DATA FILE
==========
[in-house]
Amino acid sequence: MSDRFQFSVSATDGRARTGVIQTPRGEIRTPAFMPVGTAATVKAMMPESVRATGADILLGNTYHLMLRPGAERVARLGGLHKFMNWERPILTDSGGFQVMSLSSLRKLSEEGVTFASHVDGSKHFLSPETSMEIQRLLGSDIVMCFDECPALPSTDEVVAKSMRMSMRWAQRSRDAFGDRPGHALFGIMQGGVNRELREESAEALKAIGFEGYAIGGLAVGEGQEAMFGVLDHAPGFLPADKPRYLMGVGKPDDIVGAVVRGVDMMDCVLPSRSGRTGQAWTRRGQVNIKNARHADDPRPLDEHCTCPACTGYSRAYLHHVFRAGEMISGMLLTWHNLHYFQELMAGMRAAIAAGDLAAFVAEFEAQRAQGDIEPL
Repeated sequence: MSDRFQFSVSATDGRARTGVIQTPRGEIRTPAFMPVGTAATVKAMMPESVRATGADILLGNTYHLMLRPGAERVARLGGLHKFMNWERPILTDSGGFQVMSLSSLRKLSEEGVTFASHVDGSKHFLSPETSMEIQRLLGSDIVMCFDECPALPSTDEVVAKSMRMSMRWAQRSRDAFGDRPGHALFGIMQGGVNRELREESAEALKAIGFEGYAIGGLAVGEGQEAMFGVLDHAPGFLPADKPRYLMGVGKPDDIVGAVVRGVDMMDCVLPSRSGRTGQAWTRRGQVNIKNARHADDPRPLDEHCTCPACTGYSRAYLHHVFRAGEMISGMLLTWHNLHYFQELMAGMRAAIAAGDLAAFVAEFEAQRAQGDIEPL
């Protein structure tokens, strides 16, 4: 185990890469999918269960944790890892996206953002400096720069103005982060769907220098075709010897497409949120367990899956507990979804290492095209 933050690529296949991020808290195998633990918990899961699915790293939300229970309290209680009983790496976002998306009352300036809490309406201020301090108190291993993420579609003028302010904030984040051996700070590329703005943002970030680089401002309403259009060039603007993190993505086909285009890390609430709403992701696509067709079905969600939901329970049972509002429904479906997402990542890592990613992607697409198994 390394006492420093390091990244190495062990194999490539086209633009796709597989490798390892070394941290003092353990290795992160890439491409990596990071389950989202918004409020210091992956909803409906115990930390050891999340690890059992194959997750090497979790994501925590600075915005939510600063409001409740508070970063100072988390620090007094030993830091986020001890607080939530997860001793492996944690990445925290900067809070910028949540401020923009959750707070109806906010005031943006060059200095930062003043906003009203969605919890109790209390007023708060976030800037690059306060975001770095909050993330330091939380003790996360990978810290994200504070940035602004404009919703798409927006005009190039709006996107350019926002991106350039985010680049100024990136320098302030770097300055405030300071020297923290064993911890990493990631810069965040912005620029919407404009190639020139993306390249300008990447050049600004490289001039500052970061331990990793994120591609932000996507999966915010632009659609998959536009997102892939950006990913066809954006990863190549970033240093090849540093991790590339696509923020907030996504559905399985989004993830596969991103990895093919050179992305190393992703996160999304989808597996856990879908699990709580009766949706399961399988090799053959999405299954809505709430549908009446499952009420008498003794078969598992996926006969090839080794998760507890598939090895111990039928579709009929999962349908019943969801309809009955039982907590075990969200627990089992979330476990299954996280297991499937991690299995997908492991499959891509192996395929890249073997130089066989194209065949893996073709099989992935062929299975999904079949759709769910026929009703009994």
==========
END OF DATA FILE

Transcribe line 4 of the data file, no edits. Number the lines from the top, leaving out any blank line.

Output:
């Protein structure tokens, strides 16, 4: 185990890469999918269960944790890892996206953002400096720069103005982060769907220098075709010897497409949120367990899956507990979804290492095209 933050690529296949991020808290195998633990918990899961699915790293939300229970309290209680009983790496976002998306009352300036809490309406201020301090108190291993993420579609003028302010904030984040051996700070590329703005943002970030680089401002309403259009060039603007993190993505086909285009890390609430709403992701696509067709079905969600939901329970049972509002429904479906997402990542890592990613992607697409198994 390394006492420093390091990244190495062990194999490539086209633009796709597989490798390892070394941290003092353990290795992160890439491409990596990071389950989202918004409020210091992956909803409906115990930390050891999340690890059992194959997750090497979790994501925590600075915005939510600063409001409740508070970063100072988390620090007094030993830091986020001890607080939530997860001793492996944690990445925290900067809070910028949540401020923009959750707070109806906010005031943006060059200095930062003043906003009203969605919890109790209390007023708060976030800037690059306060975001770095909050993330330091939380003790996360990978810290994200504070940035602004404009919703798409927006005009190039709006996107350019926002991106350039985010680049100024990136320098302030770097300055405030300071020297923290064993911890990493990631810069965040912005620029919407404009190639020139993306390249300008990447050049600004490289001039500052970061331990990793994120591609932000996507999966915010632009659609998959536009997102892939950006990913066809954006990863190549970033240093090849540093991790590339696509923020907030996504559905399985989004993830596969991103990895093919050179992305190393992703996160999304989808597996856990879908699990709580009766949706399961399988090799053959999405299954809505709430549908009446499952009420008498003794078969598992996926006969090839080794998760507890598939090895111990039928579709009929999962349908019943969801309809009955039982907590075990969200627990089992979330476990299954996280297991499937991690299995997908492991499959891509192996395929890249073997130089066989194209065949893996073709099989992935062929299975999904079949759709769910026929009703009994």